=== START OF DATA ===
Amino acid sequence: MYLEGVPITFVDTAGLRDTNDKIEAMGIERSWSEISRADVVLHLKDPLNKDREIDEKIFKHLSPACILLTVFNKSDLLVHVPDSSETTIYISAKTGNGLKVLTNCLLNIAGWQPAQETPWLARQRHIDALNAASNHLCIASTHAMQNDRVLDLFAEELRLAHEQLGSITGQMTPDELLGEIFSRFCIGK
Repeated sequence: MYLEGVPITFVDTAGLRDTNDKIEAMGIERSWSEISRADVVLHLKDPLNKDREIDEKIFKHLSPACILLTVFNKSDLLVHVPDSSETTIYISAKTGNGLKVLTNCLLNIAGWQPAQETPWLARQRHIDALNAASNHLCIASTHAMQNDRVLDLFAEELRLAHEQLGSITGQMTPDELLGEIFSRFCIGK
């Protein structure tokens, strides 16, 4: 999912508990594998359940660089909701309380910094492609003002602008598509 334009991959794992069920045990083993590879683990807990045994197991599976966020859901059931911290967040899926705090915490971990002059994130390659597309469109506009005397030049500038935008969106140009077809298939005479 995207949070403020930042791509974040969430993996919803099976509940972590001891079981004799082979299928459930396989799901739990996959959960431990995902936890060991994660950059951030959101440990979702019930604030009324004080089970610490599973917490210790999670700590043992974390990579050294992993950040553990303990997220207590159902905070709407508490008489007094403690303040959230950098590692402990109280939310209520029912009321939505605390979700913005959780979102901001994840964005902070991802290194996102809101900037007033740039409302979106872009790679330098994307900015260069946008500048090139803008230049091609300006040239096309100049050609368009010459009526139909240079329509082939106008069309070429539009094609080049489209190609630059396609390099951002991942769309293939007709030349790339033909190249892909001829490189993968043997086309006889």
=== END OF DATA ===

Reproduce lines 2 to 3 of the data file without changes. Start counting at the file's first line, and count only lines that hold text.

Repeated sequence: MYLEGVPITFVDTAGLRDTNDKIEAMGIERSWSEISRADVVLHLKDPLNKDREIDEKIFKHLSPACILLTVFNKSDLLVHVPDSSETTIYISAKTGNGLKVLTNCLLNIAGWQPAQETPWLARQRHIDALNAASNHLCIASTHAMQNDRVLDLFAEELRLAHEQLGSITGQMTPDELLGEIFSRFCIGK
């Protein structure tokens, strides 16, 4: 999912508990594998359940660089909701309380910094492609003002602008598509 334009991959794992069920045990083993590879683990807990045994197991599976966020859901059931911290967040899926705090915490971990002059994130390659597309469109506009005397030049500038935008969106140009077809298939005479 995207949070403020930042791509974040969430993996919803099976509940972590001891079981004799082979299928459930396989799901739990996959959960431990995902936890060991994660950059951030959101440990979702019930604030009324004080089970610490599973917490210790999670700590043992974390990579050294992993950040553990303990997220207590159902905070709407508490008489007094403690303040959230950098590692402990109280939310209520029912009321939505605390979700913005959780979102901001994840964005902070991802290194996102809101900037007033740039409302979106872009790679330098994307900015260069946008500048090139803008230049091609300006040239096309100049050609368009010459009526139909240079329509082939106008069309070429539009094609080049489209190609630059396609390099951002991942769309293939007709030349790339033909190249892909001829490189993968043997086309006889």